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Saxons Awake!


The Salisbury Review
Autumn 2004 (Vol.23 No.1)


After twenty years of unjustified celebration, multiculturalism looks set for demotion. Its central notions constitute an unruly but influential package. All cultures are equal. British culture is racist. Incoming cultures should be regarded as a resource. All intellectual life reduces to 'social construction' such that there are no incontestable truths. Trevor Phillips of the Commission for Racial Equality has now, unexpectedly, repudiated the key contention that newcomers do not need to learn British ways. Edward Thomas, here reviewing Brian Barry's book on multiculturalism, says other 'progressives' are repudiating the various doctrines similarly.

The general collapse of the credo relates to the public's rejection of unsustainable immigration and its detection of serial government deceit over the question. Roger Sandall identifies another reason: the likely refusal of majority populations to fund welfare, disproportionately used by minority beneficiaries who reject the majority's political and moral culture.

Multiculturalism gratuitously confuses race and culture. For example, people of Caribbean background are racially different from British whites but culturally scarcely distinguishable. Indians and Pakistanis are similar to whites racially, but very different culturally. Despite this insensitivity, multiculturalists for years so successfully appealed to English Protestant guilt, that they seemed to have acquired irresistible political momentum and vast reserves of public finance.

Cunning ideologues, skilled in dishonest use of truths, helped multiculturalism along. Multiculturalism may, after all, refer to fact or to policy. As a fact it is undeniable; the world has many cultures. Were that all the word implied, it would have engendered fewer ills. As a policy multiculturalism is a set of noxious and wayward lies. It is not in the first league of perversity, where pride of place belongs to the totalitarian movements, most recently the Islamic fundamentalist revival. Multiculturalism shares with these outlooks, however, their hatred of excellence. Before very long the wonder will be that something so incoherent survived several decades, though it has taken considerations external to its absurdity to deflate it.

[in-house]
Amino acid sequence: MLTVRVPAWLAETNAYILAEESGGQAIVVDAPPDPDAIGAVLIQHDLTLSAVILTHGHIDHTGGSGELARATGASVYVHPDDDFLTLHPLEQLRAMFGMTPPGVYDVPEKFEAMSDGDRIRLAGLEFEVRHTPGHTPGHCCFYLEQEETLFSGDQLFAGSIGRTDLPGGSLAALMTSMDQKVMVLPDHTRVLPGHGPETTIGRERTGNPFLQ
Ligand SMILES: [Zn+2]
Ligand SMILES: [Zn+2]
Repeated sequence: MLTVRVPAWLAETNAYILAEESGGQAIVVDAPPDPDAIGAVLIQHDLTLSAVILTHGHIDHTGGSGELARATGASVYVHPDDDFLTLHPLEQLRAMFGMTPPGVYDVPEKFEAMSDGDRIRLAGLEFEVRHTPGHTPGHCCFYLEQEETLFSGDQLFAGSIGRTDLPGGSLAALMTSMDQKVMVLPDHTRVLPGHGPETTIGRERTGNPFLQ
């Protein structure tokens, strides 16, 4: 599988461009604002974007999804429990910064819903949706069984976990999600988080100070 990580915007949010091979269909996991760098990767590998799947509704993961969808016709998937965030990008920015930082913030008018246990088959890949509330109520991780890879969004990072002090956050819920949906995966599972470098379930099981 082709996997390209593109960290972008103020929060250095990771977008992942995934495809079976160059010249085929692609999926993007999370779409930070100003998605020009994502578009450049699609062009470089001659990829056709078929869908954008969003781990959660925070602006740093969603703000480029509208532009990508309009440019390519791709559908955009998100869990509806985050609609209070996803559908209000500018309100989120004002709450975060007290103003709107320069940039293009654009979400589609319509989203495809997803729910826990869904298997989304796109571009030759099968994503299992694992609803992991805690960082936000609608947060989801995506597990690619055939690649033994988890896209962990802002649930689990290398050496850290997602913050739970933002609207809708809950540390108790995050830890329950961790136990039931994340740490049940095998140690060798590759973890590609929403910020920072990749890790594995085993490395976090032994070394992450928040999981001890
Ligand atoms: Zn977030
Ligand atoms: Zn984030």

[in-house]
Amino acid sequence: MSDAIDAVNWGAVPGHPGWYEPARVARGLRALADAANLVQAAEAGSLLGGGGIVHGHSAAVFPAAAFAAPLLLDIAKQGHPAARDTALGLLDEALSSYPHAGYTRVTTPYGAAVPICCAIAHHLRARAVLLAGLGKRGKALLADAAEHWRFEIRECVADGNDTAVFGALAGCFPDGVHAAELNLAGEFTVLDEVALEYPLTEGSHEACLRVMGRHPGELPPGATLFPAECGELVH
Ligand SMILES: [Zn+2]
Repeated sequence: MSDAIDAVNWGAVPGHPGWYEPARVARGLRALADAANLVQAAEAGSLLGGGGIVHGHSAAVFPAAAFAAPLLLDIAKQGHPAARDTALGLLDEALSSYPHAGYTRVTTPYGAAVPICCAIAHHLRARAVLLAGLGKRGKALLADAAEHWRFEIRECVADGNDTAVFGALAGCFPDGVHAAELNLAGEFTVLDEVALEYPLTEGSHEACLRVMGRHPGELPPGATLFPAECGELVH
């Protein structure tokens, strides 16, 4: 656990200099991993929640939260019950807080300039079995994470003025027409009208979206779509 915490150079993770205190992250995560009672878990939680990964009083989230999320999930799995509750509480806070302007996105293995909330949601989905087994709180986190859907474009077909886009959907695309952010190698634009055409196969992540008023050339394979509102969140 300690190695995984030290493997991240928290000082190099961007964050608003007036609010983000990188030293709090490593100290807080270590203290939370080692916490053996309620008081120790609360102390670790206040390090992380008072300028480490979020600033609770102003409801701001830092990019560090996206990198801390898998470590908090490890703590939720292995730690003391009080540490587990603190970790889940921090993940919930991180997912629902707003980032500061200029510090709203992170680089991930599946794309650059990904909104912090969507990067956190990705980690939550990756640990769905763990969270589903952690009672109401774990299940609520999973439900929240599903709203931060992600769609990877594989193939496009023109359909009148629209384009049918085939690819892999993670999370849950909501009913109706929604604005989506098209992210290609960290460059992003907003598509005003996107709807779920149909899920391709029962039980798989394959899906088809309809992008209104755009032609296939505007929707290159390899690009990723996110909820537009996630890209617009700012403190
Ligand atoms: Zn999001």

Multiculturalism benefits from political error. David Webb observes that nationality is not conferred downwards by the state, but arises organically from people's horizontal relationships. Edward Dutton points out that the sense of Englishness has been deliberately attacked in state schools. We can witness this in our younger population's ignorance of English culture. They have no knowledge of our traditional weights and measures for instance.

Multiculturalism also preys on the love of cliché. Malcolm Rees attacks its most pervasive one: that we should not think in categories. This is an injunction that everyday life - which requires 'true' and 'false' and 'safe' and 'dangerous' etc, to be distinguished - renders ridiculous. Richard Packer's review of Keith Windschuttle's book on Tasmania, exposes another clichéd and related disposition, the determination to see in European colonial history only its bad sides, and invent these when they are absent.

Sophie Masson deals with the strange cultural vicissitudes of France, where in the confusion of modern French intellectual life, even an alienated writer like Michel Houellebecq has protested against the multicultural pieties destroying France too.

In Britain there is a particular scorn for Christianity among the native multiculturalists. This is no more than Enlightenment folly. What, however, inspires the celebration which the very same scoffers reserve for Islam, beneath whose episodic veneers of civilisation there has always lurked the ineradicable savagery of its origins? Most Muslims are decent people. If the world must learn to live with Islam, however, should not the latter pay attention to the world? Why should we forget how the Arabs initially murdered their way to mastery of Christian North Africa and the Middle East? Alfred Sherman is right that resurgent Islam expresses impotence and despair. Even so, the conquest of the rest of Christendom is still probably on the agenda.

Nor should we forget that free societies have the institution of free marriage. Arranged marriages and the virtual ownership of women are improprieties to us. That multiculturalism should be financed publicly is a further impropriety. The British are not intolerant bigots, but admirably open-minded people. Why should their own resources be used to insult them? An open-door policy for all newcomers is clearly unsustainable, and newcomers who want to stay should learn our ways. Is it not time to let British opinion prevail?

(C) Salisbury Review, 2004.